Technical Analysys of Linux Distributions System Activities

Logging System
Applications can log in two ways: according to their autonomous logic or via the system's log daemon: syslog
The syslog daemon has /etc/syslog.conf configuration file: analyze it in order to know where logs are stored.
Usually the directory /var/log/ is used for the system logs

Task Scheduling
The are two common ways to schedule the unattended execution of programs: at and cron.
Usually at is installed without any default rule, cron, instead is installed and required for the execution of various system event (Read: NEVER disable cron).
Cron's system config file is /etc/crontab, users can store their own cron jobs in /var/spool/cron
Many distro provide (or require) anacron in order to execute "missed" cron jobs (planned at an hour when the system was off).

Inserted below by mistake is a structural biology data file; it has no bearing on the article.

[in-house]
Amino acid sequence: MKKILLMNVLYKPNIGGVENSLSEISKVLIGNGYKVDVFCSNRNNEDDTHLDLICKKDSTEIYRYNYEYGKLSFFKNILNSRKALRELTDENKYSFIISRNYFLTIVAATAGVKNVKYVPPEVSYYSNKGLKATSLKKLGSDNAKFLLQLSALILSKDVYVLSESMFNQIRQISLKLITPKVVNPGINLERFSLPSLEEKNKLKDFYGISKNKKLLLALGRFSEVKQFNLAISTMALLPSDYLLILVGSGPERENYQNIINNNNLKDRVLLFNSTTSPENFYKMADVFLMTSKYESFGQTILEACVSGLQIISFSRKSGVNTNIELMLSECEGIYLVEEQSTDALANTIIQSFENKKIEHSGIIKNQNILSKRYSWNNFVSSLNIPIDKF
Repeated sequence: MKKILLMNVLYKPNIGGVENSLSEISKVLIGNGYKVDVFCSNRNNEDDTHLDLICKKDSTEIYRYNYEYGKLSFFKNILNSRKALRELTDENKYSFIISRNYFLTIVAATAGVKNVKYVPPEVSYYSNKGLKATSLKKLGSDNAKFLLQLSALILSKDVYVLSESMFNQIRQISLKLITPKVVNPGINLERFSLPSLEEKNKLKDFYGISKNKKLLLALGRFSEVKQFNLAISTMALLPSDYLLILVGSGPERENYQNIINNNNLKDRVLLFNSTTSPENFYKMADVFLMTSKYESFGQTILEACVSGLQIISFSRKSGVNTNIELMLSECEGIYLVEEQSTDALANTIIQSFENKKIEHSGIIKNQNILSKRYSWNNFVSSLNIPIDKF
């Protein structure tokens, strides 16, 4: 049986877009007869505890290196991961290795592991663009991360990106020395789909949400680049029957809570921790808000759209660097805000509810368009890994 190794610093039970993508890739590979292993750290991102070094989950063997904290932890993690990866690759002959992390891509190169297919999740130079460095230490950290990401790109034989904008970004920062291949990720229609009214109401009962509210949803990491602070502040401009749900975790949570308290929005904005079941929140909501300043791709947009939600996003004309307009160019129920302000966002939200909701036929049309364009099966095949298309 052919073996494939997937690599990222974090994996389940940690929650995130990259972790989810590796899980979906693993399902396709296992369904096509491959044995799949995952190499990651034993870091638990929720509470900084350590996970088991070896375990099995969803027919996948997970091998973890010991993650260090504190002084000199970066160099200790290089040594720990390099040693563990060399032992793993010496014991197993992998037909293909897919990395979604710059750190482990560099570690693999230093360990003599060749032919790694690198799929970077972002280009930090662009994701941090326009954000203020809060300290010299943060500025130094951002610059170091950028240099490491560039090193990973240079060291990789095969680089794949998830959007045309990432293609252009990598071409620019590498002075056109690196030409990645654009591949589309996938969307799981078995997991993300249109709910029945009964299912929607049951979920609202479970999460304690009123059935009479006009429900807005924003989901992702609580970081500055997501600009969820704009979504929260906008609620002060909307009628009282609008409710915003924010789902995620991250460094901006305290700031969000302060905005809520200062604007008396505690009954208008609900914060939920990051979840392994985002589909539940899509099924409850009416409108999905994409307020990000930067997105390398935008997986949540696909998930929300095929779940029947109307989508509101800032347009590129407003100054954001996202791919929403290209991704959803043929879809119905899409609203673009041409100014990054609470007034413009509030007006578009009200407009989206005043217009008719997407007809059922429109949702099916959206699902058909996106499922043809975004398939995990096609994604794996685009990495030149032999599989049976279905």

Users management
Linux/Unix is a full multiuser operating system, with a privileged user (root), system users used to launch system commands and daemons (lp, nobody, mail, news, uucp ...) and normal human interactive users.
The users database is /etc/passwd (its logic and syntax is the same for every Linux)
Every Linux stores users' passwords (and data) in /etc/shadow
Users can be placed in groups, defined in /etc/group
Systems's settings for UID/GID policy, password and login management are usually sotred in /etc/login.defs.
The standard user files (copied in its home directory, when a user is created) are in /etc/skel/
The commands useradd, userdel, usermod are the basic ones that can be used to handle users.
The command passwd is used to change password.
Every Linux distro provides its own text or graphical frontends for user management (sometimes more than one).